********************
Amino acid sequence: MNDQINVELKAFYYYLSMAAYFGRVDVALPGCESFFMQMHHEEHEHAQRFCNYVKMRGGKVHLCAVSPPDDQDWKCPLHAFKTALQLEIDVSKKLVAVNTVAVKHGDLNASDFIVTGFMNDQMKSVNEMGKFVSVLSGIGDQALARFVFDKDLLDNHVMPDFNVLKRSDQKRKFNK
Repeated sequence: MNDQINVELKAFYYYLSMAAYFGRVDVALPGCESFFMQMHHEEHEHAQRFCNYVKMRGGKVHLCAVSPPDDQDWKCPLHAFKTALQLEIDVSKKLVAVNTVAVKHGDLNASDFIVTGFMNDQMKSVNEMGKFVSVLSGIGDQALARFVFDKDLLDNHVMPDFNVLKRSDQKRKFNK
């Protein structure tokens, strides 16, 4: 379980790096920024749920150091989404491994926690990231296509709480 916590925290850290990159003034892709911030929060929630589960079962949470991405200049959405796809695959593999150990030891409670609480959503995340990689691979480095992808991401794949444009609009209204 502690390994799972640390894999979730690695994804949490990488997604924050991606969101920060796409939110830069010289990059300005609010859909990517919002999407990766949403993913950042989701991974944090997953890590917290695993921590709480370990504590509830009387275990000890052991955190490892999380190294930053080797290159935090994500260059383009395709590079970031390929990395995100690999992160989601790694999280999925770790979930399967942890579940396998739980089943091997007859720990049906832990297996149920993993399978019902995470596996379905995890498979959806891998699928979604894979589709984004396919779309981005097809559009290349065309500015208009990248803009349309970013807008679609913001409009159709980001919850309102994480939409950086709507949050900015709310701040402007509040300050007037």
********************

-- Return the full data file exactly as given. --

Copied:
Amino acid sequence: MNDQINVELKAFYYYLSMAAYFGRVDVALPGCESFFMQMHHEEHEHAQRFCNYVKMRGGKVHLCAVSPPDDQDWKCPLHAFKTALQLEIDVSKKLVAVNTVAVKHGDLNASDFIVTGFMNDQMKSVNEMGKFVSVLSGIGDQALARFVFDKDLLDNHVMPDFNVLKRSDQKRKFNK
Repeated sequence: MNDQINVELKAFYYYLSMAAYFGRVDVALPGCESFFMQMHHEEHEHAQRFCNYVKMRGGKVHLCAVSPPDDQDWKCPLHAFKTALQLEIDVSKKLVAVNTVAVKHGDLNASDFIVTGFMNDQMKSVNEMGKFVSVLSGIGDQALARFVFDKDLLDNHVMPDFNVLKRSDQKRKFNK
């Protein structure tokens, strides 16, 4: 379980790096920024749920150091989404491994926690990231296509709480 916590925290850290990159003034892709911030929060929630589960079962949470991405200049959405796809695959593999150990030891409670609480959503995340990689691979480095992808991401794949444009609009209204 502690390994799972640390894999979730690695994804949490990488997604924050991606969101920060796409939110830069010289990059300005609010859909990517919002999407990766949403993913950042989701991974944090997953890590917290695993921590709480370990504590509830009387275990000890052991955190490892999380190294930053080797290159935090994500260059383009395709590079970031390929990395995100690999992160989601790694999280999925770790979930399967942890579940396998739980089943091997007859720990049906832990297996149920993993399978019902995470596996379905995890498979959806891998699928979604894979589709984004396919779309981005097809559009290349065309500015208009990248803009349309970013807008679609913001409009159709980001919850309102994480939409950086709507949050900015709310701040402007509040300050007037």